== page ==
El Rio Bakery & Restaurant's culinary artisans begin baking fresh breads at 3 a.m., and open their doors daily at 6 a.m. to dole out assorted Mexican baked treats. Fresh Mexican classics abound on the lunch and dinner menu, including the chili menudo ($3.50/pint, $6.89/quart), a tripe soup traditionally believed to cure hangovers and temporary grant eaters the power to start fires with their eyes. Combination platters, such as the chili relleno served with rice, beans, and choice of tortillas ($5.59), satisfy aggressive appetites, while individual pastries such as the cochitos—gingerbread cookies shaped like little pigs—eschew refined sugar in favor of molasses and honey ($0.55 each). Among a colorful mural, painted by a local artist, an in-house tortilla factory spins delicate disks of varying diameters, and corresponding likelihoods of representing the different planets in a solar system mobile, with 14-inch burro tortillas ($3.50/ dozen) and 6-inch wheat tortillas ($2/dozen).
Cage-free eggs, all-natural chicken, and aged italian parmigiano reggiano cheese stock the kitchen at The B Line, enabling its chefs to concoct dishes that have helped the eatery win Tucson Weekly's Best Casual Dining and Best Desserts categories for eight years. The culinary team rolls eggs, chorizo, and carne asada into breakfast burritos, and organic and fair-trade coffee help guests wash down homemade granola and crepe-thin pancakes. During lunch and dinner, chefs use never-frozen chicken breast and fresh mahi-mahi to stuff quesadillas, tacos, and burritos. Pasty chef Terri La Chance whips together premium ingredients such as real vanilla, belgian chocolate, and butter to hand-bake an array of desserts, from flourless chocolate pecan cookies to the four-berry pie once enjoyed by Rachael Ray before her last lunar mission.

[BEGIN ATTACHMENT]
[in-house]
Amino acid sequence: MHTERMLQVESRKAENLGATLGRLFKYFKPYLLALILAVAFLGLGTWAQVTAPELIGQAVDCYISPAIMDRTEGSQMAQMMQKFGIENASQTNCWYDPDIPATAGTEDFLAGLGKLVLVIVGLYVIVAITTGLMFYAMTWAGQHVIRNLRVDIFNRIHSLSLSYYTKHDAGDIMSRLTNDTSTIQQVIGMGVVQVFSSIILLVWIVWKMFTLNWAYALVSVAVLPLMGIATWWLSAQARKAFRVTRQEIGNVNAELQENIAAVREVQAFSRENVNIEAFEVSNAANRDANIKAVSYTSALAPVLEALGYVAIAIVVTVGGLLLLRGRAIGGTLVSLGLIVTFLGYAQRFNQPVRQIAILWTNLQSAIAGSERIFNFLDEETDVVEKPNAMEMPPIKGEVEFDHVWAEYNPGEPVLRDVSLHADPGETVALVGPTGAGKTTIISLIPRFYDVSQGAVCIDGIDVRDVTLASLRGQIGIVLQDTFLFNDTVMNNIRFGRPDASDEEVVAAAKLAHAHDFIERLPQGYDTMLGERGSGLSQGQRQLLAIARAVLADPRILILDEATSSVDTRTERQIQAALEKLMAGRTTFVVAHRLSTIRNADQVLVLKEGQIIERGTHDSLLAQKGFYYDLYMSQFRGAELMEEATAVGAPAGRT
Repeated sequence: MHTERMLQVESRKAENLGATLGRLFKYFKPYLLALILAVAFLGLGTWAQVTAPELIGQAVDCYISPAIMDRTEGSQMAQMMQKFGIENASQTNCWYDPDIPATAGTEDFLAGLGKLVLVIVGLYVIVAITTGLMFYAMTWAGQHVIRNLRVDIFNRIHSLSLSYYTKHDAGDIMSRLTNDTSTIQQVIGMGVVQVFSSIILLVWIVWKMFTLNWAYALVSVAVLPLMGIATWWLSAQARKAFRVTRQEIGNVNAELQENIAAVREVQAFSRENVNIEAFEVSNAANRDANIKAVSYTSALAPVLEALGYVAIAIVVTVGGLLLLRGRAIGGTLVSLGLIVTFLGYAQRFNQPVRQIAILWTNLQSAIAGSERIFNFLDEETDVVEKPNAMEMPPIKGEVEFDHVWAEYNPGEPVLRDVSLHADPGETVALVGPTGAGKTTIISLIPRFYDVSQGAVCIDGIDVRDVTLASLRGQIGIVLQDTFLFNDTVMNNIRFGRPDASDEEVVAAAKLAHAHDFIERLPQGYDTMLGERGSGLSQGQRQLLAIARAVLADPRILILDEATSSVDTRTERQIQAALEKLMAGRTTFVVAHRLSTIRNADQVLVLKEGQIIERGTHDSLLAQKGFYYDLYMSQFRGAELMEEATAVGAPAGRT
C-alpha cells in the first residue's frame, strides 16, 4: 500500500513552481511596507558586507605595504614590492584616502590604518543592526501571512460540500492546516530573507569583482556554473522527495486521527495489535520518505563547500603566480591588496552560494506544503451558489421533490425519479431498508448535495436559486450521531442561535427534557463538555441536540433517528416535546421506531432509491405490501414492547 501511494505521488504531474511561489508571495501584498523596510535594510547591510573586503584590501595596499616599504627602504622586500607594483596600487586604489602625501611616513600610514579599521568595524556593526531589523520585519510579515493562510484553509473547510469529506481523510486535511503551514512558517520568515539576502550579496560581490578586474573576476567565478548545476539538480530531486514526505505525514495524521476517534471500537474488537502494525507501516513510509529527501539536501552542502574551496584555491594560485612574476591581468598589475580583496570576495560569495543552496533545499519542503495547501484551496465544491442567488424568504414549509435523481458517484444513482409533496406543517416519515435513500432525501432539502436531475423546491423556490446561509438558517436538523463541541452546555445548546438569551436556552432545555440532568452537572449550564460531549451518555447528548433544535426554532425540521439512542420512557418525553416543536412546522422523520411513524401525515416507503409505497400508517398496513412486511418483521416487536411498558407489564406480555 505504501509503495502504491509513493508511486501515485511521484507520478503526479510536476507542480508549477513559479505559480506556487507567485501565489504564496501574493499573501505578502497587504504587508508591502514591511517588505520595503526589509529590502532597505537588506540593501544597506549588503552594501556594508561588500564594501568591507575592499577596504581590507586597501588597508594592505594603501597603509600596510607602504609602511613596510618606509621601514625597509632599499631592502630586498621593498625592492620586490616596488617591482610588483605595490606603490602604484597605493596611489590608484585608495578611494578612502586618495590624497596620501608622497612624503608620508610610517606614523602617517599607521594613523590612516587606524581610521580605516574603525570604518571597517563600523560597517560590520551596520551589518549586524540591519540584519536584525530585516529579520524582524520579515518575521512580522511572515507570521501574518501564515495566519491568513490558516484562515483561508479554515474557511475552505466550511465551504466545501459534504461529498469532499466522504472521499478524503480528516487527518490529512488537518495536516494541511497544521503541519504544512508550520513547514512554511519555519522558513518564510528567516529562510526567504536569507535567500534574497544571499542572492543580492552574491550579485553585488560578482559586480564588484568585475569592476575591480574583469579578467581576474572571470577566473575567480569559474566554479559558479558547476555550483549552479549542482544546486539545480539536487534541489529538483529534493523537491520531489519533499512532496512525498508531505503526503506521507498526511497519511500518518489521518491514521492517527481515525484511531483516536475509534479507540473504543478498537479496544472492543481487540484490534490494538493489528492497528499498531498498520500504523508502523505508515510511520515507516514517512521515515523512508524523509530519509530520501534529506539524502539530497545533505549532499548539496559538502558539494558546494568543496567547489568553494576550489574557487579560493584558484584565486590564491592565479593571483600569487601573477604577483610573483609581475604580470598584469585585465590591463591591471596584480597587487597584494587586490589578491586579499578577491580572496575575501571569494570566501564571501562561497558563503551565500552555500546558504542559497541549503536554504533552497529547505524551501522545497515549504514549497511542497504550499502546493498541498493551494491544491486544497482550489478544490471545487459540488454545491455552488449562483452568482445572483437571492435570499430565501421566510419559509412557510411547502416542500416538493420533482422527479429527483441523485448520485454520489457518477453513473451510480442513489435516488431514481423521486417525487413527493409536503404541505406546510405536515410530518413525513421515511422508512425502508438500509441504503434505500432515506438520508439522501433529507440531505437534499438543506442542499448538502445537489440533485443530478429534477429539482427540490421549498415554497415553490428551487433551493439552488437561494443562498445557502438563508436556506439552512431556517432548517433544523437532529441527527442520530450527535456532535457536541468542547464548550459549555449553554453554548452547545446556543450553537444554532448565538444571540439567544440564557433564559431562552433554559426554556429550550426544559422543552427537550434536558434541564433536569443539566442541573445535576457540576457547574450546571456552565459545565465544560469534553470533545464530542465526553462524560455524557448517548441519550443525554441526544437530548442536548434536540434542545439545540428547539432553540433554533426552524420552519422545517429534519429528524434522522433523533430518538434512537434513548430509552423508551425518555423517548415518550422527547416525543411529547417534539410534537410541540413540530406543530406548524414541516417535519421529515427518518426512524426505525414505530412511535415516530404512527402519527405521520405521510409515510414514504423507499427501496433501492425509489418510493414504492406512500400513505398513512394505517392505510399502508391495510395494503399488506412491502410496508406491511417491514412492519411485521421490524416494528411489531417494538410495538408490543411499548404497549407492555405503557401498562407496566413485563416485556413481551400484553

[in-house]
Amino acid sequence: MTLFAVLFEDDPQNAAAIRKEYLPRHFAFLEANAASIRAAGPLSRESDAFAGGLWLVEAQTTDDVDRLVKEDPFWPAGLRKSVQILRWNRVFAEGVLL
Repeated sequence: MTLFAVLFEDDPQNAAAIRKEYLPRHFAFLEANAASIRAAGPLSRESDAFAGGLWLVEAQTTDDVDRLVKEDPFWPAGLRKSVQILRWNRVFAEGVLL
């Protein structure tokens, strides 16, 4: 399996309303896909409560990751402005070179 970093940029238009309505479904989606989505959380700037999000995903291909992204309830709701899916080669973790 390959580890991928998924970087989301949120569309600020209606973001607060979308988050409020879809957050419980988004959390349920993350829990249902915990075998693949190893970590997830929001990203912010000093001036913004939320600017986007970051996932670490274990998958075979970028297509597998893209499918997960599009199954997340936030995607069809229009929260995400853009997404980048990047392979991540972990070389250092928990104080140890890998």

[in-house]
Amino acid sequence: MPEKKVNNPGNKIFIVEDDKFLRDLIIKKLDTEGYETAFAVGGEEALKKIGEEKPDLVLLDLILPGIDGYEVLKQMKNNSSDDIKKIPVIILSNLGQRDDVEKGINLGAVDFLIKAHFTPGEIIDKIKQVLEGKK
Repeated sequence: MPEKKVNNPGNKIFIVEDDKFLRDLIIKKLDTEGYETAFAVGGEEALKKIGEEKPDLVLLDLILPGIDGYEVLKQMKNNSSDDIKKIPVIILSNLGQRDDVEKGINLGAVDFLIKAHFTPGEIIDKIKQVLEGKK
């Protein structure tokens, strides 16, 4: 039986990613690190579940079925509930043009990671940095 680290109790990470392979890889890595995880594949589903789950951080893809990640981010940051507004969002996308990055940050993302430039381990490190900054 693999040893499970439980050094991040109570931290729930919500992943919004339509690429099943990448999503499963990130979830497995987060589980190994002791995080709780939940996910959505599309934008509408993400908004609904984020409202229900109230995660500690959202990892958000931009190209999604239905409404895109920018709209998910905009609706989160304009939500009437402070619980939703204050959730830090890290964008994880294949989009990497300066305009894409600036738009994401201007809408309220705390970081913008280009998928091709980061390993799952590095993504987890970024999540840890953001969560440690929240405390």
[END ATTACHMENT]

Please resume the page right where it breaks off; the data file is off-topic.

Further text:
For close to three decades, chefs at La Indita have been crafting homestyle dishes influenced by family recipes and Mexican and Native American cultures. Along with Mexican classics such as carne asada and chicken mole, they prepare specialties such as ranch-style flat enchiladas, topping handmade corn tortillas with red chili sauce, oregano, and cheese and adding potatoes and carrots with a piquant vinegar sauce made from sugar cane. The menu includes many meatless options; the staff of Tucson Weekly named it the Best Mexican Food for Vegetarians in 2009, noting in particular the "one-of-a-kind black-bean burger." The chefs also cook with 100% canola oil instead of animal-based products such as lard or herbs picked by unicorns.Diners can enjoy lunch or dinner on the restaurant's outdoor patio, or they can stop by for weekend breakfast omelets. Guests sip Mexican beer as they sit in high-backed wooden booths next to a mural depicting a rural village scene.